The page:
Walk These Ways
The heat has died down and the crowds have thinned out—fall is the perfect time to tackle our region’s stunning trails. So we’ve tracked down 10 of the absolute best—from scenic strolls to challenging treks—all close to home. Now go take a hike!
by Matt Jaffe and Tim Swanson
The heat has died down and the crowds have thinned out—fall is the perfect time to tackle our region’s stunning trails. So we’ve tracked down 10 of the absolute best—from scenic strolls to challenging treks—all close to home.
Now go take a hike!
Directions: From eastbound U.S. 50, exit at Sly Park Rd. Turn right and go for about 5 miles past the entrance for Sly Park Recreation Area, then turn left on Mormon Emigrant Trail. You’ll cross two dams and immediately after the second, look for a parking pullout on the right. The trail begins on the left side of the road.
About 8 miles round-trip
Moderate because of distance
The big question at Jenkinson Lake in Pollock Pines is whether to channel your inner Magellan and circumnavigate the reservoir, or opt for the more natural experience of an up-and-back hike along the Southshore Trail. Here’s a suggestion: Unless you’re a fiend for loops, stick to the south shore. The trail begins inauspiciously along a fence just past the second dam. Soon, however, you leave road and fence behind and the trail edges the shoreline. Set at 3,500 feet, the trail is flat overall but gently roller coasters as it travels through the forests of ponderosa pine, Douglas fir and incense cedar that give the hike its high country flavor (and aroma). There’s a parallel route for equestrians and sections for mountain bikers, whom you’ll also see on portions of the hiking path. The lake noticeably narrows, then you’ll hear cascading water before crossing Park Creek Bridge about three miles from the start. A side trail (potentially muddy and wet depending on recent weather) leads to a picturesque waterfall that flows from a diversion tunnel. Back on the main trail, you’ll reach an ideal turnaround point in about a mile. Hazel Creek Camp offers picnic tables and a boardwalk trail over a restored meadow habitat, where interpretive panels point out bat boxes (there are five species here) and a bald eagle nest. Beyond Hazel Creek, the trail becomes more urbanized and follows sections of road as it winds through numerous campgrounds. So just turn around. Look for black-tailed deer in the forests and scan the sky for eagles. And remember, Magellan never made it around the world. He got whacked in the Philippines. jenkinsonlake.com —M.J.
Directions: Take Hwy 99 north to Yuba City. Guides will set a meeting location in town and drive you 11 miles to the trailhead.
Let’s be honest. Part of the pull to explore the Sutter Buttes—that stark and dramatic outcropping of volcanic spires exploding out of flat farmland near Yuba City—is its velvet-rope appeal. Since it’s privately owned, the only public access is through limited excursions during the spring and autumn organized by the Middle Mountain Foundation (MMF). Starting in late October, MMF offers around two dozen fall hikes, and they are as diverse in theme as the terrain they cover (moonlight stroll, anyone?). But the scrapbook experience has to be the heart-pounding Buttes Transect Higher, which takes sure-footed trekkers through the range’s grassy apron and almost 2,000 feet up to the soaring ridgeline of its castellated core. Guides will tell you that the Native Americans who lived here believed that after death, their souls ascended to its highest peaks. A journey through this pristine landscape certainly feels just like heaven. Hikes run $35-$50 per person. middlemountain.org —T.S.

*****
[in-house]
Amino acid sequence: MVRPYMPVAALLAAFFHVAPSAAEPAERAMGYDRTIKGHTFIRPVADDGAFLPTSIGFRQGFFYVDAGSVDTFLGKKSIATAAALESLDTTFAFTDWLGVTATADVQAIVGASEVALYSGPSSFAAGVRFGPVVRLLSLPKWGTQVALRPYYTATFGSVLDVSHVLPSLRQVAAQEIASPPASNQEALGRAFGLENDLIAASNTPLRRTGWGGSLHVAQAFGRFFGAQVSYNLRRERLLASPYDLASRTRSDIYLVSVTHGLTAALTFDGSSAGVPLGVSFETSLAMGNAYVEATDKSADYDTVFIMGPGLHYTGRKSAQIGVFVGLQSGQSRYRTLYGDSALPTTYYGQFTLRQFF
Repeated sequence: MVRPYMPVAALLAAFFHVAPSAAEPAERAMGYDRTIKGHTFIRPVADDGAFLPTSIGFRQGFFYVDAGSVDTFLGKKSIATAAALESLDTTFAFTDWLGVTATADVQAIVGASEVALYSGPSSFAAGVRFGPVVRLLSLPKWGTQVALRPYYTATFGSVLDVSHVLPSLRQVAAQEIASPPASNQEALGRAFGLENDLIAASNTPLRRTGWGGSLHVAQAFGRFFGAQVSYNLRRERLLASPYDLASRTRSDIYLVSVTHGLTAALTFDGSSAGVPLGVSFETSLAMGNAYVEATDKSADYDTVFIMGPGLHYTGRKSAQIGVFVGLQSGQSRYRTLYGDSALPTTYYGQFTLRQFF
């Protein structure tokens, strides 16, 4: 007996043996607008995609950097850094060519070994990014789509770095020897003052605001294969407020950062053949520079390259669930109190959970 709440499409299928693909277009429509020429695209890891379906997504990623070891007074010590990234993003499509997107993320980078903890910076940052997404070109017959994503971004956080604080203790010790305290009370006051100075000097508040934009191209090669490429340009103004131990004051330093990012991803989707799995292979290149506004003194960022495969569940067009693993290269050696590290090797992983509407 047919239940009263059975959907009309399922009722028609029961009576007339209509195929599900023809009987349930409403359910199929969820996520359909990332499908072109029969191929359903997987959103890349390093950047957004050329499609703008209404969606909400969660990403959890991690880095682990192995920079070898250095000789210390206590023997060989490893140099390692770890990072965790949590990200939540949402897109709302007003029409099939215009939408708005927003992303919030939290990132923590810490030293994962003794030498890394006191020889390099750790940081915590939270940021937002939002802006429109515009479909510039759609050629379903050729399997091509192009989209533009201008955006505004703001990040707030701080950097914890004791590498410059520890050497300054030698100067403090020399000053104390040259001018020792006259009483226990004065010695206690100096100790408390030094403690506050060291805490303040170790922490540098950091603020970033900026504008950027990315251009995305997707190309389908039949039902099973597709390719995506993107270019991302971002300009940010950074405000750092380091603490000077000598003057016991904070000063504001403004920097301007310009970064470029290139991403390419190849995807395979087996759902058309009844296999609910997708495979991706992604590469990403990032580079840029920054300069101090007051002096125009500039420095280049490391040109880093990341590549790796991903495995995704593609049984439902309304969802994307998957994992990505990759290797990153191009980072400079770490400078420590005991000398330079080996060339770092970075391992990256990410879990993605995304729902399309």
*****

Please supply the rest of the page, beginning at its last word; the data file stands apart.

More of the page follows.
With its sizable Sikh population, Yuba knows South Asian, and locals will tell you that the best Punjabi can be found at Star of India. Ensconced in a mini-mall near the Sutter Buttes gate, the low-key spot specializes in savory curries with just the right postscript of heat, as well as snowy idlis and accoutrements such as coconut chutney. The lunch buffet, which costs less than $10, lets you take advantage of the myriad choices, including silky saag paneer, deep red chicken tandoori and hearty garlic naan. 1538 Poole Blvd., Yuba City. 530-673-1999
4.4 miles round-trip
Directions: Take I-80 east to Auburn. Exit on Elm Ave. and go left at the light. Head left on High St. and follow it to Hwy 49. After it becomes Old Foresthill Rd., continue until you cross the curved Old Foresthill Bridge.
The small parking area is on your right. The trailhead is toward the bridge, on the opposite side of the road, with a gate marked Trail 139.
Think of Lake Clementine Trail as the SportsCenter of hikes, a highlight reel of touchdown dances both natural and man-made, offering instant gratification for the entry-level country ambler as they trek among the pines, valley oaks and big-leaf maples. This rolling sojourn begins near the confluence of the north and middle forks of the American River. The first payoff comes a half mile down the river-view path, when hikers pass under the towering Foresthill Bridge, which skyrockets 730 feet, making it the highest bridge in California and third highest in the U.S. (and a star in movies like the Vin Diesel action flick xXx, and the Katherine Heigl rom-com The Ugly Truth). The hawks that cruise beneath the 2,248-foot span amplify the bridge’s sensory-overloading height. When you reach the paved Lake Clementine Road, head a quarter mile down and take the short spur on your left. Your reward: an unbroken view of the 718-foot North Fork Dam on Lake Clementine, with drapes of thundering whitewash misting incandescent sunbursts on cloudless autumn days. parks.ca.gov —T.S.